SEANNA ADCOX, Associated Press
Originally published 01:03 p.m., June 20, 2012
Updated 03:33 p.m., June 20, 2012
COLUMBIA — South Carolina’s schools chief is asking a federal court to suspend a $36 million penalty against the state and review an order by U.S. Education Secretary Arne Duncan.
Superintendent Mick Zais has asked the Fourth U.S. Circuit Court of Appeals to review Duncan’s decision last month to reject their efforts to avoid the penalty. Zais had asked Duncan for a hearing to challenge the federal agency’s punishment of the state for special education spending cuts during and after the Great Recession.
Duncan’s dismissal means that $36 million cut would continue perpetually. While the state’s share of money through the Individuals with Disabilities Education Act may increase, depending on congressional budget allocations, $36 million will be taken off the top yearly of whatever the state is otherwise slated to receive.
Zais ultimately hopes the court orders the federal agency to hold a hearing and, in the meantime, suspend the cut, which is slated to start in October.
“We’re still trying to get them to hear the appeal,” said Zais spokesman Jay Ragley.
The Senate’s budget proposal for 2012-13 includes $36 million to cover the cut, to prevent further penalties. The House and Senate are still trying to agree to a compromise on the state spending plan. The state’s fiscal year starts July 1.
If the cut goes through, “the inevitable result will be a reduction in the quality and amount of services to students with disabilities,” reads the motion for a stay, signed Monday. “The very students who the IDEA was enacted to protect … and access to the special education and related services necessary” will be negatively affected.
The federal law bars states from spending less money on special education from one year to the next. If they do spend less, their federal allotment is cut by a corresponding amount.
“This reduction serves as a deterrent to states cutting funds for special education,” the federal agency said in a statement.
States can apply for an exemption, but such waivers are limited. The funding maintenance requirement exists to protect local school districts from fluctuations that leave them footing the bill for teachers and services for disabled students, according to the agency’s statement.
The $36 million punishment is what’s left from an initial threat last June to reduce the state’s allotment by $111.5 million because the Legislature didn’t allocate enough toward special education over the previous three years, as lawmakers cut all agencies’ budgets during the economic crisis.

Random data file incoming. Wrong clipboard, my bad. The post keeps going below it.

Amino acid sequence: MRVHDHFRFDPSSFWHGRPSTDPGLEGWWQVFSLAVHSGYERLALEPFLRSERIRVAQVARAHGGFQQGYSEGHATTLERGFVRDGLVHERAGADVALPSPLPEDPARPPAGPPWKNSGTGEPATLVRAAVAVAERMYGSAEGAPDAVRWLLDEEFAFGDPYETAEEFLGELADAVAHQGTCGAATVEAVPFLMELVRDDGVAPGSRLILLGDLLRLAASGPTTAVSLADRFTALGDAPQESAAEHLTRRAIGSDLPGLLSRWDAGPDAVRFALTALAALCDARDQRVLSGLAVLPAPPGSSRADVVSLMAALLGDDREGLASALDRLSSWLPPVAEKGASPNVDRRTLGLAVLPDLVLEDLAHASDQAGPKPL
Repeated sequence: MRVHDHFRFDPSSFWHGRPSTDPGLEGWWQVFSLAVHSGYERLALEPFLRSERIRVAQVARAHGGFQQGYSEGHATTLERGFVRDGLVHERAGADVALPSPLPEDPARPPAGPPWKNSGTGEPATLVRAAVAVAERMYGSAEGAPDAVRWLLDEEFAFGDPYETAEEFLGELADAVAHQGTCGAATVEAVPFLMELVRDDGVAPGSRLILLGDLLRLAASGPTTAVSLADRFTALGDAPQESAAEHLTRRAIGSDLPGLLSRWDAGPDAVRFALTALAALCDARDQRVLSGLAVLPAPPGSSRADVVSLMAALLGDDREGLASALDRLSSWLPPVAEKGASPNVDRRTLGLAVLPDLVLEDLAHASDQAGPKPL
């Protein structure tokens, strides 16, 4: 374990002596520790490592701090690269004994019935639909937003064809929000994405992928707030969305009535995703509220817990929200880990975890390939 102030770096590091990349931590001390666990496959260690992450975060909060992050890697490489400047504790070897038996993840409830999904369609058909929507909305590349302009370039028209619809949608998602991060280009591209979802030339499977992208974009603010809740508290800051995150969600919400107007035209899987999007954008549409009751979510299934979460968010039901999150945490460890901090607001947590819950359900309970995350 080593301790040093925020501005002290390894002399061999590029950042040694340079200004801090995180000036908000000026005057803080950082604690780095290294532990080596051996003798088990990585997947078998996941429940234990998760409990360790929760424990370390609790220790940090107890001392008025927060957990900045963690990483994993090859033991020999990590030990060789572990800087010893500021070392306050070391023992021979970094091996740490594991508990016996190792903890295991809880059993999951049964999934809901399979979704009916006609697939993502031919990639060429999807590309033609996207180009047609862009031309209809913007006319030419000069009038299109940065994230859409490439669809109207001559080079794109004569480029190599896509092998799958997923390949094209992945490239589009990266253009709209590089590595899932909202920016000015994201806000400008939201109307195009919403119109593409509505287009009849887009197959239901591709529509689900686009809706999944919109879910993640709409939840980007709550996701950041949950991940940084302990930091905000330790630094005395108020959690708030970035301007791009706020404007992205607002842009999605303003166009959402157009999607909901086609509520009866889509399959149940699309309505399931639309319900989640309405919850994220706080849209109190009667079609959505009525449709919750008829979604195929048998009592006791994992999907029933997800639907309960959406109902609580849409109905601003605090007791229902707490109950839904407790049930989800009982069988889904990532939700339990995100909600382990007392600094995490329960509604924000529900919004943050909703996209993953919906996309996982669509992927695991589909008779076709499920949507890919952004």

Other amounts were forgiven, but the remaining cut stems the 2009-10 school year.
The partial penalty was initially set to start last October. But the federal agency delayed the punishment by a year.
Zais, a Republican who took the agency’s helm in January 2011, appealed the partial penalty in August 2011 and asked for a hearing. He also asked for another one-year delay pending a final decision. But federal officials denied that request in April, noting it gave the delay precisely so the state could prepare for the loss. Duncan then dismissed the case in a May 22 order.
Both the U.S. departments of education and justice are reviewing Zais’ filing, the education agency said in the statement.
When the initial decision came down last June, Zais said, there was nothing he or the Legislature could do to remedy spending in previous fiscal years. He said the back-and-forth to stop the cut is part of his job.
“But I suspect it’s very frustrating for parents and students in limbo wondering if the federal government will provide the support promised for children with disabilities this year and going forward,” he said. “It’s an issue that affects everybody in the state. If the U.S. Department of Education doesn’t provide the funds, taxpayers will have to make up the difference.”
The state spends $410 million on nearly 100,000 public school students in South Carolina with various disabilities — 14 percent of the entire student population, according to the education agency. Local districts provide additional funding.
The cut comes from the $183 million the state would otherwise receive this year from the federal government.